South Asia: ODI cash learning project
On 26 December 2004 the largest earthquake in 40 years and the resulting tsunamis devastated coastal communities in 10 nations in Asia and East Africa. A huge relief and recovery aid response is underway with a wide range of national and international actors involved. One of the issues facing actors involved in the response has been what type of assistance it is most appropriate to provide. Humanitarian relief has traditionally been provided overwhelmingly in kind but there is growing interest in the feasibility of cash and voucher-based approaches. These have been seen as potentially particularly relevant in some of the countries affected by the Tsunami, in part due to the presence of relatively well functioning markets and developed economies. Many of the actors involved in the relief response are becoming involved in cash based responses. This includes international NGOs, UN agencies, governments and local civil society.
International NGOs such as Oxfam, Save the Children, CARE, CRS, Mercy Corps International (MCI) and Goal are undertaking cash-based interventions to support livelihood recovery. Donor governments are also playing a leading role in cash based responses and other donors are keen to develop more effective criteria for assessing the appropriateness of cash based responses and making funding decisions. National governments are also both involved in providing cash based support, and are developing policies in sectors such as shelter and livelihoods where cash based responses are part of the overall response. Current and planned interventions in Indonesia for instance include cash for work, grants to individuals and communities and voucher approaches.
In-kind assistance also, of course, continues to play a major role in the relief and recovery response, including food aid, shelter materials, fishing equipment and tools and equipment for support to small businesses. Both agencies and donors need to make decisions about the appropriate mix of cash and inkind assistance.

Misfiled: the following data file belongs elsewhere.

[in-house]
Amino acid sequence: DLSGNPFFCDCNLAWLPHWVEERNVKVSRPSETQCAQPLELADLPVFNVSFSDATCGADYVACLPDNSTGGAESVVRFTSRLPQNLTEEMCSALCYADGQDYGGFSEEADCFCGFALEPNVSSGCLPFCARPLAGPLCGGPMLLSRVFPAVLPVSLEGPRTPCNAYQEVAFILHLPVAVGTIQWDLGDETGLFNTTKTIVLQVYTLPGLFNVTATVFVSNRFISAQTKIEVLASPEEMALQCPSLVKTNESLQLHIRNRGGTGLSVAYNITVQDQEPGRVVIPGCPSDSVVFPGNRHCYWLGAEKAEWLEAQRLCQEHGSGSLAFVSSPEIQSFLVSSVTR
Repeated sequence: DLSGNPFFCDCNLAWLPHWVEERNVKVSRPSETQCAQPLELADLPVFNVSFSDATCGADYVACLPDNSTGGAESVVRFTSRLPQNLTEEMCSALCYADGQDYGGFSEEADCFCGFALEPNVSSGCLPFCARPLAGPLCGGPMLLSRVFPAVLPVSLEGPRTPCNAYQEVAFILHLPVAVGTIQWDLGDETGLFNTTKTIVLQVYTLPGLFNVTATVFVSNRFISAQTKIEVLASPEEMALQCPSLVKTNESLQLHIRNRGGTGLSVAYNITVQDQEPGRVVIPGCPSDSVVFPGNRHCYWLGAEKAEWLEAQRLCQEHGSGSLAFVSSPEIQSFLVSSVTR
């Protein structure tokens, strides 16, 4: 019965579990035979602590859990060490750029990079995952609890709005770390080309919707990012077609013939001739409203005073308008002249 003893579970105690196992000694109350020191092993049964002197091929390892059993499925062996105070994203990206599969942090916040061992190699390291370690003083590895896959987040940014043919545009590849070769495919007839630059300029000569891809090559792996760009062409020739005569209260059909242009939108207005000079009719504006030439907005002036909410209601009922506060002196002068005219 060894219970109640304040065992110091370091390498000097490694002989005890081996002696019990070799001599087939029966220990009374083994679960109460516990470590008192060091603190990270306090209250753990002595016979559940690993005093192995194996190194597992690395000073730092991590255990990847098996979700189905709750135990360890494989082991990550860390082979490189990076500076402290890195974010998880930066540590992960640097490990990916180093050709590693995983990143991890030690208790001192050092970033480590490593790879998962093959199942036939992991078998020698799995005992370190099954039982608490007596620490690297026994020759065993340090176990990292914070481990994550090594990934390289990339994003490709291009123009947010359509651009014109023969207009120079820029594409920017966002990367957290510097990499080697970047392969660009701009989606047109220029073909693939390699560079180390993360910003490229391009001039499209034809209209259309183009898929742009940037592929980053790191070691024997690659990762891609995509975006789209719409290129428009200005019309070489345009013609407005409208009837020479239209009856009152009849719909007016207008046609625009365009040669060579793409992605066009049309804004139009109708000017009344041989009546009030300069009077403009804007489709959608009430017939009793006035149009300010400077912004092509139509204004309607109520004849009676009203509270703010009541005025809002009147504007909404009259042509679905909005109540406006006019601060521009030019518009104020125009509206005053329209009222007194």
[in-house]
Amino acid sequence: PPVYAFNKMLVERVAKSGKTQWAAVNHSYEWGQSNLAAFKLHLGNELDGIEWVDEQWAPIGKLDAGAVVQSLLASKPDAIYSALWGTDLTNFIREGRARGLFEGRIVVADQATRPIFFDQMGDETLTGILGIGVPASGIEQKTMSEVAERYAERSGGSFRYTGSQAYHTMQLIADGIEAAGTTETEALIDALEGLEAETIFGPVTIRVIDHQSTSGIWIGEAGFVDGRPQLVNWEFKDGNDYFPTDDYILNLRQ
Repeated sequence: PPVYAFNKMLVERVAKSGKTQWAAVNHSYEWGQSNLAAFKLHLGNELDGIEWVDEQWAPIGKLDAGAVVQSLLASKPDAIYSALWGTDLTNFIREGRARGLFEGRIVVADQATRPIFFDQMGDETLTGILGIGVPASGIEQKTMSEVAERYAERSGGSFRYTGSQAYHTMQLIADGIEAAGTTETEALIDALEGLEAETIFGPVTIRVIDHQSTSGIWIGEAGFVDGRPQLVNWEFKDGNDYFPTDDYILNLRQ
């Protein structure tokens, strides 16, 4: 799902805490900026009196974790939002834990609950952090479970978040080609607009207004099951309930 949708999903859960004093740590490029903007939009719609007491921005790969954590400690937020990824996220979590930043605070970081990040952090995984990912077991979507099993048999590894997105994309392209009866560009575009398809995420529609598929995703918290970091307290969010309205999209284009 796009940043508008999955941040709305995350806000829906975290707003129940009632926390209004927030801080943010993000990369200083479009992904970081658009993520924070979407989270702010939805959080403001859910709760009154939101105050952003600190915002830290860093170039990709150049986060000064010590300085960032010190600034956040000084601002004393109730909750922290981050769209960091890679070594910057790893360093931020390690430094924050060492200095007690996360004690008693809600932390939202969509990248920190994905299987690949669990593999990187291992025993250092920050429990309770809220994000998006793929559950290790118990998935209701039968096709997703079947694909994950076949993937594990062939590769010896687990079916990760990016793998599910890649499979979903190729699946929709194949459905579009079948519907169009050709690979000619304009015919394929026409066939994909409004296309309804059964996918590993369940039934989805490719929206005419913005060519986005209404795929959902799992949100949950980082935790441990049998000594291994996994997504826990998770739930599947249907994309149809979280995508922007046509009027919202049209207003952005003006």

Most cash-based responses among the large international agencies are being carried out in partnership with local NGOs and finance institutions and capacity-building of such partners is often an additional stated objective of the intervention.
The relative newness of cash and voucher based approaches means that standards, practical programming guidelines and staff with experience of designing, managing and monitoring cash approaches are not widely available. Agencies are therefore grappling with a range of new issues. Aid agencies are also keen that the lessons learnt from these relatively new approaches are documented and shared, both to inform future responses, improve ongoing programming and to inform advocacy strategies around the most effective and appropriate forms of relief.
Individual aid agencies are, however, struggling to cope with the huge scale of the Tsunami response and are all grappling with severe capacity constraints, particularly in human resources. In this context, the time and expertise needed to document experiences, develop robust monitoring and evaluation systems, and develop and share standards, principles and guidelines, is in short supply. Without some form of external support this is likely to lead to the usual pattern of having to prioritise implementation and neglect opportunities for sharing, documenting and learning.
In response to these capacity constraints this project proposes to support aid agencies to learn lessons from cash and voucher based responses. It suggests doing this by making available the expertise of a consultant with expertise in cash based responses and livelihoods approaches to support learning and sharing of experiences between agencies.
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